“Together we’ve made history,” said Kathleen Hosfeld, Homestead’s Executive Director at a gathering to celebrate the success of the program. “Going forward, housing must be both affordable and environmentally sustainable.”

Learn more about ECOSS’ Clean Energy outreach

Environmental Coalition of South Seattle (ECOSS) educates and empowers businesses and diverse communities to implement environmentally sustainable practices. ECOSS leads industry, small businesses, communities and government to practical and sustainable environmental solutions. Through deep relationships built on trust and a capacity of 15+ languages, they deliver equitable strategies and results in stormwater compliance, pollution prevention, electrical vehicles, solar energy and recycling. Contact: William Chen, wchen@ecoss.org, (206) 767-0432 x1016; https://ecoss.org/

Spark Northwest accelerates the shift to clean energy one community at a time. Through its Solarize Northwest program, Spark Northwest has educated over 4,500 people in Washington and Oregon, resulting in over 1000 solar installations and over $21 million invested clean energy.  Contact: Jill Eikenhorst, jill@sparknorthwest.org, 206-457-5403; https://sparknorthwest.org/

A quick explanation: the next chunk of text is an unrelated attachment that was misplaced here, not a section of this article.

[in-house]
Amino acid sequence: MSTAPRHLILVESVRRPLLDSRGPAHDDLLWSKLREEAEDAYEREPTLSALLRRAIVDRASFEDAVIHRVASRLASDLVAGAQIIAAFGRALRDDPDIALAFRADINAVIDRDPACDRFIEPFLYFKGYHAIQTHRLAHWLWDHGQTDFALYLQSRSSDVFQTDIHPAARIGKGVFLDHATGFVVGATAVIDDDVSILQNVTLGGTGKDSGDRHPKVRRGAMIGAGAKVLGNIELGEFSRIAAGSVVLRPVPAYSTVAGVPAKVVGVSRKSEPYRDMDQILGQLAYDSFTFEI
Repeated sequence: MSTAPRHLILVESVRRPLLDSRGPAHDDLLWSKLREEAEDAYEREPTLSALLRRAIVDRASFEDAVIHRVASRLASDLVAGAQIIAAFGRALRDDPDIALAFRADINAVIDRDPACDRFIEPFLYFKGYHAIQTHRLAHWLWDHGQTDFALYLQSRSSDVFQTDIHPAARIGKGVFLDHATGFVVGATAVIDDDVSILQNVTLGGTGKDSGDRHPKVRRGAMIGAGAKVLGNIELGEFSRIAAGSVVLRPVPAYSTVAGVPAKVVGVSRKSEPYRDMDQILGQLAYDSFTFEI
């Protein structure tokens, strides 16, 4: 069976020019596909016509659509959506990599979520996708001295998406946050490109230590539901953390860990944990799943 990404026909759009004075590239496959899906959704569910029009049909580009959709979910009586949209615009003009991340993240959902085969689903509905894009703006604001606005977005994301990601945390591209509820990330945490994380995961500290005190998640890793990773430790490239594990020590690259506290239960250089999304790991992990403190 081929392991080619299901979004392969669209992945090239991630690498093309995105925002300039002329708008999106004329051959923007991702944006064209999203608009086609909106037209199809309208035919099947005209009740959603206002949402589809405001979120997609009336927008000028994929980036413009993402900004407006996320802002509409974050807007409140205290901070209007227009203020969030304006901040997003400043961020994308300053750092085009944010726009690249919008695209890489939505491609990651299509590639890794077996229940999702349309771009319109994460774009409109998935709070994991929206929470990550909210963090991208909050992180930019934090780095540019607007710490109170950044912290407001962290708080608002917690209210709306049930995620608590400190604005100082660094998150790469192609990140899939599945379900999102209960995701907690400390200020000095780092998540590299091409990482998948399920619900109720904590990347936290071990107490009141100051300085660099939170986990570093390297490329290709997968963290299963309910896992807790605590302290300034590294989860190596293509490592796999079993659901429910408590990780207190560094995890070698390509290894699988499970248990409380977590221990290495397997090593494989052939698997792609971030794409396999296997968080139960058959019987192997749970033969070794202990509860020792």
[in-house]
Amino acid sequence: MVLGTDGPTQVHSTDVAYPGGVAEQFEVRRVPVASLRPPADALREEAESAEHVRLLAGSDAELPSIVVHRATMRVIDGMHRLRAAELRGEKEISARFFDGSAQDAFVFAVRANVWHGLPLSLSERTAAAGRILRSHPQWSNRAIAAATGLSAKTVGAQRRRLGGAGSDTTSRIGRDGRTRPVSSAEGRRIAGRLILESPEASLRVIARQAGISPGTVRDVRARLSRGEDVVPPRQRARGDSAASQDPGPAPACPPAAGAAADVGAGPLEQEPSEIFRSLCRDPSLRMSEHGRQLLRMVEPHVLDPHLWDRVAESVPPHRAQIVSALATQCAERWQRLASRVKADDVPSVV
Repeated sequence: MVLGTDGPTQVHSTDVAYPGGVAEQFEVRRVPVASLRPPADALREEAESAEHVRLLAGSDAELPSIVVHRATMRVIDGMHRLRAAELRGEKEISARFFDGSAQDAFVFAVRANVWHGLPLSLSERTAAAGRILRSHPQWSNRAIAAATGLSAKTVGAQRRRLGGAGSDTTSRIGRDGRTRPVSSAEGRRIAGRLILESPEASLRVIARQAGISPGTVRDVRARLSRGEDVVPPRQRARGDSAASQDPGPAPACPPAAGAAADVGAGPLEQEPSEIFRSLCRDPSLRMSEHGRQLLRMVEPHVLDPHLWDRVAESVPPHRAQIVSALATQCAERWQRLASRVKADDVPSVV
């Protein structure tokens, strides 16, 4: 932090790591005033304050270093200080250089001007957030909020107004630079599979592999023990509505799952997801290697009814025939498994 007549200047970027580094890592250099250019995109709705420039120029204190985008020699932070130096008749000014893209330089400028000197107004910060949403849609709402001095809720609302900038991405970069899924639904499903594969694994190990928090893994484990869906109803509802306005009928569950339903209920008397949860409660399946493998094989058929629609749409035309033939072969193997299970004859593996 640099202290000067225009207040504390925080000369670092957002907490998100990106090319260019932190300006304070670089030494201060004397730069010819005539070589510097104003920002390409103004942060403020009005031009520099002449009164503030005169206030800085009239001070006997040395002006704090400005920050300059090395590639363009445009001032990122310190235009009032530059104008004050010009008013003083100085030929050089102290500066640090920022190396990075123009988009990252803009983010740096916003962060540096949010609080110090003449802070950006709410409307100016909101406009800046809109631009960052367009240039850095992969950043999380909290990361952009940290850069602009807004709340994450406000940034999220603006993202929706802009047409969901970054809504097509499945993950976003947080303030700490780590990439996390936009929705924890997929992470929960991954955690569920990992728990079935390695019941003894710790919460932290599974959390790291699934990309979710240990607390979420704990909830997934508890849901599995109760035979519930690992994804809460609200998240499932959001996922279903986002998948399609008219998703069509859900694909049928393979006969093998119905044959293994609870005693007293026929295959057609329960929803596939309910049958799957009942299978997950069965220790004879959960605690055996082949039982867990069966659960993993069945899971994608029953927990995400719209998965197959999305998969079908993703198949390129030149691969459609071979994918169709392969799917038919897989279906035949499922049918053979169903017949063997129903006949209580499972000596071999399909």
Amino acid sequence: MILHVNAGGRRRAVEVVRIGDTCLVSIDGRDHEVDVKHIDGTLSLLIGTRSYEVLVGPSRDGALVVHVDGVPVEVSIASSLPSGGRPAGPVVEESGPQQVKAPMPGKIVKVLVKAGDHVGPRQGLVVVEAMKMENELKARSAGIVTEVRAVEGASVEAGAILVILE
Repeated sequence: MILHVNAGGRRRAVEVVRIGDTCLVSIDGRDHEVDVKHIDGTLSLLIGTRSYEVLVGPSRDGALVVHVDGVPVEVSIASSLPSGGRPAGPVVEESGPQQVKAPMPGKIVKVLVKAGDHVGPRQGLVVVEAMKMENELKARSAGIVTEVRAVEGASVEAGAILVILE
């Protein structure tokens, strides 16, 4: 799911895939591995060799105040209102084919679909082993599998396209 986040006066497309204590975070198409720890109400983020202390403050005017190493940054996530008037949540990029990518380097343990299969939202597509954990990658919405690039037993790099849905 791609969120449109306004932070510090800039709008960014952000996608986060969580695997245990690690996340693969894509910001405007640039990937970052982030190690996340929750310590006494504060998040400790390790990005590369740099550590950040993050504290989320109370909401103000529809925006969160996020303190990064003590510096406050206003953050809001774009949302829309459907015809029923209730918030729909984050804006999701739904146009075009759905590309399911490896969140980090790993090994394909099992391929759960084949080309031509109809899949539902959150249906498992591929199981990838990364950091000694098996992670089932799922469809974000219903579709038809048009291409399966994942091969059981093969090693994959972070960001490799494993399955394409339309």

Homestead Community Land Trust makes it possible for low- and moderate-income people of King County to own their own home. It was founded in 1992 to arrest the displacement of low- to moderate-income people from rapidly gentrifying neighborhoods. Homestead builds and rehabs homes; makes and keeps them affordable permanently through the community land trust (CLT) model; and supports homeowners in successful ownership. Homestead has 215 homes in trust, and is one of the largest community land trusts in Washington State. http://www.homesteadclt.org/